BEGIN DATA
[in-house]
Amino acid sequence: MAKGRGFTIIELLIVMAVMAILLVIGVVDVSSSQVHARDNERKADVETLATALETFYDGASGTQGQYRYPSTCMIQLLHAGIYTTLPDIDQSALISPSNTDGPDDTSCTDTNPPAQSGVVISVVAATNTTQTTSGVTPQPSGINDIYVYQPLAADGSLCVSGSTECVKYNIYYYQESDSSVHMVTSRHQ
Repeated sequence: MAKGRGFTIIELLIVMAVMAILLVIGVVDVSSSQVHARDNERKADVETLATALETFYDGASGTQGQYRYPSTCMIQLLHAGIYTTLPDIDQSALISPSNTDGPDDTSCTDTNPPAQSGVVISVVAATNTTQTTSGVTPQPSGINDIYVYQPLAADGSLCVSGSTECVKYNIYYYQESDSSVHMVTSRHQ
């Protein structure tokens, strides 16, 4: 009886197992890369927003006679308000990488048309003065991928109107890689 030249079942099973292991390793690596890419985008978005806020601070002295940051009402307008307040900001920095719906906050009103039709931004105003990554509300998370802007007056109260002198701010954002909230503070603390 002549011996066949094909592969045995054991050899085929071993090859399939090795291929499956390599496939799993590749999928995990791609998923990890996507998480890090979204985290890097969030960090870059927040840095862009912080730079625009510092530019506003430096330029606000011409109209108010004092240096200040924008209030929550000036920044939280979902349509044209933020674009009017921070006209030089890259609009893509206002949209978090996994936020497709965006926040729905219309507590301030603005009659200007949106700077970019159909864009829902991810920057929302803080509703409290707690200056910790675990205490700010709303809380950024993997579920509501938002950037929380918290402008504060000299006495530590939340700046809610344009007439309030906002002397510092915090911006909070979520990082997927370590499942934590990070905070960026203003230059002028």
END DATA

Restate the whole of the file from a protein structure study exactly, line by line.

[in-house]
Amino acid sequence: MAKGRGFTIIELLIVMAVMAILLVIGVVDVSSSQVHARDNERKADVETLATALETFYDGASGTQGQYRYPSTCMIQLLHAGIYTTLPDIDQSALISPSNTDGPDDTSCTDTNPPAQSGVVISVVAATNTTQTTSGVTPQPSGINDIYVYQPLAADGSLCVSGSTECVKYNIYYYQESDSSVHMVTSRHQ
Repeated sequence: MAKGRGFTIIELLIVMAVMAILLVIGVVDVSSSQVHARDNERKADVETLATALETFYDGASGTQGQYRYPSTCMIQLLHAGIYTTLPDIDQSALISPSNTDGPDDTSCTDTNPPAQSGVVISVVAATNTTQTTSGVTPQPSGINDIYVYQPLAADGSLCVSGSTECVKYNIYYYQESDSSVHMVTSRHQ
């Protein structure tokens, strides 16, 4: 009886197992890369927003006679308000990488048309003065991928109107890689 030249079942099973292991390793690596890419985008978005806020601070002295940051009402307008307040900001920095719906906050009103039709931004105003990554509300998370802007007056109260002198701010954002909230503070603390 002549011996066949094909592969045995054991050899085929071993090859399939090795291929499956390599496939799993590749999928995990791609998923990890996507998480890090979204985290890097969030960090870059927040840095862009912080730079625009510092530019506003430096330029606000011409109209108010004092240096200040924008209030929550000036920044939280979902349509044209933020674009009017921070006209030089890259609009893509206002949209978090996994936020497709965006926040729905219309507590301030603005009659200007949106700077970019159909864009829902991810920057929302803080509703409290707690200056910790675990205490700010709303809380950024993997579920509501938002950037929380918290402008504060000299006495530590939340700046809610344009007439309030906002002397510092915090911006909070979520990082997927370590499942934590990070905070960026203003230059002028």